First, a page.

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Home News Industry News The Seattle Times Remembers the late Charlie Brown of KJR, KUBE

The Seattle Times Remembers the late Charlie Brown of KJR, KUBE


“I think when he was with his radio friends, he kept that funny persona up,” Brown said Friday. “Even when his Parkinson’s started to come in and he had a tremor on the right side of his body, he would tell them, ‘I’m really good at making martinis and playing the tambourine.’

“But when Charlie would come home, one of the things I always told him was that our house was his safe place. ‘Don’t be on.’ He could shut it off pretty fast.”

Brown grew up in Burien and got his start in broadcasting hosting a morning radio show at Eastern Washington State College (now Eastern Washington University). After college, he got a job at KPUG-AM in Bellingham, then spent six years at KJRB-AM in Spokane.

He moved to Seattle in 1974 for a stint at KJR-AM, where he stayed for six years until he “retired” after a dispute over vacation time, according to a post on Puget Sound Media,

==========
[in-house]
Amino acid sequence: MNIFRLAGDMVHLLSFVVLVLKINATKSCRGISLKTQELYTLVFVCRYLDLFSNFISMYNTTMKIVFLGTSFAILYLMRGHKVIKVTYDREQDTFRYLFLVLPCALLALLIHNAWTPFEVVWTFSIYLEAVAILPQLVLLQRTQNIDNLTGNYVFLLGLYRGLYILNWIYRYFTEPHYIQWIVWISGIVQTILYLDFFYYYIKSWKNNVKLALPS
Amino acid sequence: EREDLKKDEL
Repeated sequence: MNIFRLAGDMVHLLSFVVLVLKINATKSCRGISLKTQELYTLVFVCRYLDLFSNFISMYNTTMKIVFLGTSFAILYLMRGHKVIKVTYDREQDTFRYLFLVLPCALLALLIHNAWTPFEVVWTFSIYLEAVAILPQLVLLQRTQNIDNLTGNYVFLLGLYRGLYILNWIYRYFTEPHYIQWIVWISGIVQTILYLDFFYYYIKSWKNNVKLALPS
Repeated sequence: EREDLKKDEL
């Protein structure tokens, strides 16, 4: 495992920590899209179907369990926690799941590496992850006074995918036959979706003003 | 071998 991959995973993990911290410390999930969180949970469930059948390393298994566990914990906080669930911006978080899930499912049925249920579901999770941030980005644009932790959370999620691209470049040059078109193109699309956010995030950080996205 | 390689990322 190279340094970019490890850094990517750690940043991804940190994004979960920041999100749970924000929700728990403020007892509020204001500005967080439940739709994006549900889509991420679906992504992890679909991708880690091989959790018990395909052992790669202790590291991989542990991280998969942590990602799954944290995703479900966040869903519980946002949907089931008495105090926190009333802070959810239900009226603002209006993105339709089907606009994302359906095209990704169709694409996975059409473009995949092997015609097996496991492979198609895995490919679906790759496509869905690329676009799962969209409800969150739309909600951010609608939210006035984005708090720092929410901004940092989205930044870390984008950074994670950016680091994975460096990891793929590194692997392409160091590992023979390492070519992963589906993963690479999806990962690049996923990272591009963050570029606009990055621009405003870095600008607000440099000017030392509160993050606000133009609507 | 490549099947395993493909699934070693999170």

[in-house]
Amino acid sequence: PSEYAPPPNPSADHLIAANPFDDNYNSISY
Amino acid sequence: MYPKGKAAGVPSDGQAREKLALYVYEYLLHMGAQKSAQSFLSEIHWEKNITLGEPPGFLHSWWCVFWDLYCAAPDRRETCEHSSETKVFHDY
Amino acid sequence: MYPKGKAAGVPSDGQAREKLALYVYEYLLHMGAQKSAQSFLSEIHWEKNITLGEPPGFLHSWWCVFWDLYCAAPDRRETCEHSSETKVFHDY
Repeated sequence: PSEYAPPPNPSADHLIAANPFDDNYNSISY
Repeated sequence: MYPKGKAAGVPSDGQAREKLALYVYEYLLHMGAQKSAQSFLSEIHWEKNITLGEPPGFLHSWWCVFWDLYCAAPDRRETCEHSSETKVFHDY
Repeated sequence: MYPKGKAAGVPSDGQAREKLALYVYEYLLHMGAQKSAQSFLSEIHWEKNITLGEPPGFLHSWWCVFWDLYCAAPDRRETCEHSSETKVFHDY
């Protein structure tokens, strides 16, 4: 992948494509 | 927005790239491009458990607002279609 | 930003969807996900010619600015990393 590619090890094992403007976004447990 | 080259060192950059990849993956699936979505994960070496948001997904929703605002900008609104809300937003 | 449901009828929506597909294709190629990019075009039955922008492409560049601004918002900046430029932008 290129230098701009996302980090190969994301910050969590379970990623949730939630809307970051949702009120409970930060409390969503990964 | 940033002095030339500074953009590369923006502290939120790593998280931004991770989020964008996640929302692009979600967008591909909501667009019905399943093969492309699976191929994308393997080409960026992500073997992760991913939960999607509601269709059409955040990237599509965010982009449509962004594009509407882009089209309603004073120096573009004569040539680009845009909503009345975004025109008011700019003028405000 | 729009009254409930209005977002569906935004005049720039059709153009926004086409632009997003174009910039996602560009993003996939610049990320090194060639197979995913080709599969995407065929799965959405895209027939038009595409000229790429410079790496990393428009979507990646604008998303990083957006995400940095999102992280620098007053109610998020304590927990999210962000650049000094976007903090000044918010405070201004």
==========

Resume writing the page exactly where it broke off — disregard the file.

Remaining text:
Not long after, Brown learned that a new general manager named Michael O’Shea was coming up from Los Angeles to convert a religious talk-radio station into what would be called “The New 93,” and was looking for a program director and morning host.

Brown called three times before O’Shea — who knew of the DJ’s “wild and zany” reputation — relented, and agreed to what he thought would be 45-minute lunch. It turned into a “four-hour gab fest” about radio, O’Shea said in an phone interview from his home in California.

“We just bonded,” he said. He hired Mr. Brown as program director and morning DJ on the spot, and with a handshake.

The station launched on St. Patrick’s Day 1981, with a tiny budget, no studio, no microphone in the control room and no way to record promos. But it made its own luck.

Mr. Brown knew that the KJR-AM studios had a broken bathroom window. So, at 3 a.m., he would crawl through, slip into the production studio while dodging the on-air DJ, rack a tape and record promo liners that he had written in advance, then slip back out and play them the next morning.

Read more  HERE.


  1. Finding a talent to do the am drive can set the tone and bring in an audience for the rest of the day.
    One only has to remember the glory days at NW when another morning man named “Frosty” owned the air waves. Frosty was the spark that lit my interest in am radio, and to this day he is still missed. Condolances to the Seattle audience and Mr Browns family


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